Google has announced it is working on a driverless car. As usual, mainstream journalists, always breathless and brainless about “tech” stories, are reporting on the project as if it is somehow a portent of major change in our wildly expensive and unsustainable transportation order. Google co-founder Sergey Brin, naturally, eggs them on, speaking of the project as if it’s somehow “in keeping with our mission of being transformative.”
The reality? As reported by Automotive News, GCars “will be electronically limited to 25 mph and will never go on highways. They will be designed as ‘neighborhood’ vehicles.”
In other words, GCars, if they are ever actually viable, will be GTaxis. As such, they will be taking riders away from existing, driver-employing public transit systems and taxi businesses, as well as further stymieing cyclists and pedestrians in the nation’s most walkable and rideable places.
Not quite transformative, is it?
When Tesla starts its fires, its execs always leap out and issue indignant denials of any inherent problems.
For those keeping track, this is what happens next.
Clooney: “I had a Tesla. I was one of the first cats with a Tesla. But I’m telling you, I’ve been on the side of the road a while in that thing. And I said to them, ‘Look, guys, why am I always stuck on the side of the f**king road? Make it work, one way or another.’”
Musk: “In other news, George Clooney reports that his iPhone 1 had a bug back in ’07.”
This Elon fellow is one of the easier targets around. His ego must be immense, as he clearly can’t hear himself pratfalling. A bug? A bug is an annoyance in an otherwise functional product. A $100,000 car that repeatedly leaves you physically stranded is a bit more than a bug. And need we remind that “electric” cars are not new inventions? Quite the contrary.
And, then, of course, there’s that other bug:
Musk tries to excuse this one by pointing out that gas cars also catch fire. Of course, the average gas car that catches fire is over a decade old and worth about 1/100th of these Tesla bombs.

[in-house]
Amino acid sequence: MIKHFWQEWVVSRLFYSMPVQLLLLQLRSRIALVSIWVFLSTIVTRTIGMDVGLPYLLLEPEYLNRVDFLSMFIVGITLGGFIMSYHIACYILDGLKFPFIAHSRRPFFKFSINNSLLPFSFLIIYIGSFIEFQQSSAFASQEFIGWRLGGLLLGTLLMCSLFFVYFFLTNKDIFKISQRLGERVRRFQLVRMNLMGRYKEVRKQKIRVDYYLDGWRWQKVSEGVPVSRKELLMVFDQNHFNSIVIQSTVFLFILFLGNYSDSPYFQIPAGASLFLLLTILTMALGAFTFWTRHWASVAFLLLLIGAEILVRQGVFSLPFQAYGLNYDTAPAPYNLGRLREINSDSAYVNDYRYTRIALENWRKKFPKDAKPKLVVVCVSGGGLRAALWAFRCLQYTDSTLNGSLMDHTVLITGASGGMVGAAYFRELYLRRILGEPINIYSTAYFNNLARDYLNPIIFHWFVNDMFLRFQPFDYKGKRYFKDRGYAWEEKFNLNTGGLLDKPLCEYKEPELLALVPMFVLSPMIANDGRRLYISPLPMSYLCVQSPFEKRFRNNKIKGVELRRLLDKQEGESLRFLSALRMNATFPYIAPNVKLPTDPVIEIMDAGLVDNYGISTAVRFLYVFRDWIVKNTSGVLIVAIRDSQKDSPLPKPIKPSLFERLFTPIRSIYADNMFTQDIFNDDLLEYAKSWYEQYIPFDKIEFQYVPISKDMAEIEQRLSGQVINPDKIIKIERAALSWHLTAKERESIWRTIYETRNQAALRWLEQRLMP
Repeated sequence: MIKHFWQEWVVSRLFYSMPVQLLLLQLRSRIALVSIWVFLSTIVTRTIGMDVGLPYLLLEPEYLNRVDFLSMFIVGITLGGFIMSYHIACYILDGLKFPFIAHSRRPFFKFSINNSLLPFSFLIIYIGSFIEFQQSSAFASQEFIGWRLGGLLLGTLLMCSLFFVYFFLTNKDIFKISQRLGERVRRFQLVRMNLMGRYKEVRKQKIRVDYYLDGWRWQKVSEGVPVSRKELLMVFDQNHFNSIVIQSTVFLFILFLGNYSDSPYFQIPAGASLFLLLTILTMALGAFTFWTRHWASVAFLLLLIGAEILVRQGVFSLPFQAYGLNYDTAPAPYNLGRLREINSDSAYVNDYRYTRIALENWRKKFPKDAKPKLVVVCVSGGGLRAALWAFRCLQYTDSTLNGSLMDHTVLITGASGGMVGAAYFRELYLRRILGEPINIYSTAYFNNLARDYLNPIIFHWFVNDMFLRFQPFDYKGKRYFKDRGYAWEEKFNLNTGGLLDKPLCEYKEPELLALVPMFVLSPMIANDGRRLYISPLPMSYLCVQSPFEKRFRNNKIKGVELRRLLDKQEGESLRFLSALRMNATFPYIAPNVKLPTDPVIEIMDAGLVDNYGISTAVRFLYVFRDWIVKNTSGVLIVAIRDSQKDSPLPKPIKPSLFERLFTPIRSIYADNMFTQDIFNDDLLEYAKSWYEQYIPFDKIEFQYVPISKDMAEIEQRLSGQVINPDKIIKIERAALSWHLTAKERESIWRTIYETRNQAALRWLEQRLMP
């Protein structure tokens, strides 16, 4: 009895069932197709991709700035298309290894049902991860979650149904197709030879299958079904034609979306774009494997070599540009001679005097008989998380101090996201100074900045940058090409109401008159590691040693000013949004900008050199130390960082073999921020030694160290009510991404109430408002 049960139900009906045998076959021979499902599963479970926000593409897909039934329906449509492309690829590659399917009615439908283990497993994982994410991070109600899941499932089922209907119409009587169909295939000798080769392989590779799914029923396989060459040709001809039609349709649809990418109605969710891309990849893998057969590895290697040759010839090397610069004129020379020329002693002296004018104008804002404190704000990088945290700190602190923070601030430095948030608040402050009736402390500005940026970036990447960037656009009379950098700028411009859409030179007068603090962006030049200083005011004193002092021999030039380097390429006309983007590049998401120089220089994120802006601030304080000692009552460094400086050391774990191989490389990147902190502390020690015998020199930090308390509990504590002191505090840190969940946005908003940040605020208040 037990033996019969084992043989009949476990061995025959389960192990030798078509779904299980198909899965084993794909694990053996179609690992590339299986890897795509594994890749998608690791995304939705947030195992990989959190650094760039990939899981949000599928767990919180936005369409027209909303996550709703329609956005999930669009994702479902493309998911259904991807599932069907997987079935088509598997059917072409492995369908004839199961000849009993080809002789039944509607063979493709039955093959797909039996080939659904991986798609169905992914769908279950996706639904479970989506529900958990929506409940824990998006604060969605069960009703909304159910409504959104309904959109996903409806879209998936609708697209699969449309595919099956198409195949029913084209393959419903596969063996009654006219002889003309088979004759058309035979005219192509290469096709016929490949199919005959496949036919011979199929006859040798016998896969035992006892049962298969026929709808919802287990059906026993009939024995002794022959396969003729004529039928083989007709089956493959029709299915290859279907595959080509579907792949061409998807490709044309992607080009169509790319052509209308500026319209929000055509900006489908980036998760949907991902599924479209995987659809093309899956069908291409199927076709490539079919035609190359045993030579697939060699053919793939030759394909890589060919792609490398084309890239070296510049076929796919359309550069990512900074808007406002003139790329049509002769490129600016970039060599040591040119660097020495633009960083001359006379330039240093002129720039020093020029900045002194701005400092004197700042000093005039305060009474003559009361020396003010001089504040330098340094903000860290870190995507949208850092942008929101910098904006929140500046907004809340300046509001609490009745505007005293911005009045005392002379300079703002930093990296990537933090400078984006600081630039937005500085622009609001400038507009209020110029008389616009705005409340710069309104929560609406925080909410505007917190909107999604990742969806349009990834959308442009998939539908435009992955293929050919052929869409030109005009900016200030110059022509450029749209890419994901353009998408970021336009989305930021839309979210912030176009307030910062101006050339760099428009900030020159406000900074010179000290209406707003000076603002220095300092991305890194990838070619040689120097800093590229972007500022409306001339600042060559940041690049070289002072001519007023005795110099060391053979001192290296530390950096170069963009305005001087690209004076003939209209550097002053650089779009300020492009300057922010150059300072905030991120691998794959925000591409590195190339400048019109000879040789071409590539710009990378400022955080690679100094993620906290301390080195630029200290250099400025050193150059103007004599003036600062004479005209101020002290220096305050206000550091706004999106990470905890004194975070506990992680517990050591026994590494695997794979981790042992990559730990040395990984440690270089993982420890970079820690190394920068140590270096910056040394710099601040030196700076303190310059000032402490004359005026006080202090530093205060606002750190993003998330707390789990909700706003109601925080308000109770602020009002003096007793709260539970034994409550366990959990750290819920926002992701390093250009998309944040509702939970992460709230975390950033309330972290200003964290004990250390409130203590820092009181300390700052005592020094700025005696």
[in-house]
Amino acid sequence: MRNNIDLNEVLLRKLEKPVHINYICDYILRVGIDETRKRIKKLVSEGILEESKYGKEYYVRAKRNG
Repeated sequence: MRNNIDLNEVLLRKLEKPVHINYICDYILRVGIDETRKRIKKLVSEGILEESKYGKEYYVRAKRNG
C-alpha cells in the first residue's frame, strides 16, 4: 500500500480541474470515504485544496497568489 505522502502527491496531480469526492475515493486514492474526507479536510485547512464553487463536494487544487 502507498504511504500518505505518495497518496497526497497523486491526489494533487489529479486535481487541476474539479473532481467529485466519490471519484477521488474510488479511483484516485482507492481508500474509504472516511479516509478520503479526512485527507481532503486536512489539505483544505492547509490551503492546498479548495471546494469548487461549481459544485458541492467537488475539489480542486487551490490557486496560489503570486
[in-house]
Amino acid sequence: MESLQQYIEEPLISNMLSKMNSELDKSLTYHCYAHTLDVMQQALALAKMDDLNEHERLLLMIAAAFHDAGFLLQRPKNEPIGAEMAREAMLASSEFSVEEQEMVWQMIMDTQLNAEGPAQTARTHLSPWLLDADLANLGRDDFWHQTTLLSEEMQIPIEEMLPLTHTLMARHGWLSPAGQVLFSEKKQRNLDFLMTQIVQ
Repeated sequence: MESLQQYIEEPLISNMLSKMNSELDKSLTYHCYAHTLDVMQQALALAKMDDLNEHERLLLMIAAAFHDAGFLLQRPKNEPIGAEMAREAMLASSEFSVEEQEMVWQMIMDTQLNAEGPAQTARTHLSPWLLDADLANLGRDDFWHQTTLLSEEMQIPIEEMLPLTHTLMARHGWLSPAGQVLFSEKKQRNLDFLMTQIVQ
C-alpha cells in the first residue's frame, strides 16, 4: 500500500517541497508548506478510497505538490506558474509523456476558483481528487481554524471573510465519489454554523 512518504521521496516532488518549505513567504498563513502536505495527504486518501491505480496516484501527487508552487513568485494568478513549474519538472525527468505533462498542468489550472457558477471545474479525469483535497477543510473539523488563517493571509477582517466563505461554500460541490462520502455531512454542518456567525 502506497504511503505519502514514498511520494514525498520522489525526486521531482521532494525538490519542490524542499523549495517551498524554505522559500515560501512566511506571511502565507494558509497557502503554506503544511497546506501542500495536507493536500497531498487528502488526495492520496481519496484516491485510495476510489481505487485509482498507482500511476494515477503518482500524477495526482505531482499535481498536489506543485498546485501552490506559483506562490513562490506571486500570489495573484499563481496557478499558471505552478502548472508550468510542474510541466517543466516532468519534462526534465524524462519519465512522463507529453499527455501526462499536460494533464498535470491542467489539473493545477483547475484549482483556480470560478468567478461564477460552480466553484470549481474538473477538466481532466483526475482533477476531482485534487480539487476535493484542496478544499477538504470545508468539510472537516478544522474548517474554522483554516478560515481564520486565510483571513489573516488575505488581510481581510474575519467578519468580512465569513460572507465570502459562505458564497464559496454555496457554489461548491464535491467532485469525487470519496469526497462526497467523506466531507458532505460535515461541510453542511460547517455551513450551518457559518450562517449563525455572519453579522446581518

They have the chutzpah to say this: “We have been in contact with the driver, who was not injured and believes the car saved his life.”
Yes, it saved his life — from itself!
More evidence of the wisdom of moving a half-ton/14 cubic feet of advanced batteries around at highway speeds in order to power cars with coal:
As we continue to await Elon Musk’s ten-minute battery charge, it seems that his $70,000 boondoggles are liable to to be entirely destroyed by running over “large metal objects” in the road:
Love the excuses from Tesla’s damage-control department:
Yesterday, a Model S collided with a large metallic object in the middle of the road, causing significant damage to the vehicle. The car’s alert system signaled a problem and instructed the driver to pull over safely, which he did. No one was injured, and the sole occupant had sufficient time to exit the vehicle safely and call the authorities. Subsequently, a fire caused by the substantial damage sustained during the collision was contained to the front of the vehicle thanks to the design and construction of the vehicle and battery pack. All indications are that the fire never entered the interior cabin of the car.
The real story, of course, is that a commonplace under-car impact that would have caused little or no damage to a conventional gasoline-burning automobile totaled a $70,000 Tesla and put both its occupant(s) and fire fighters in severe danger, while creating a huge traffic jam, all thanks to the design and construction of the vehicle and battery pack.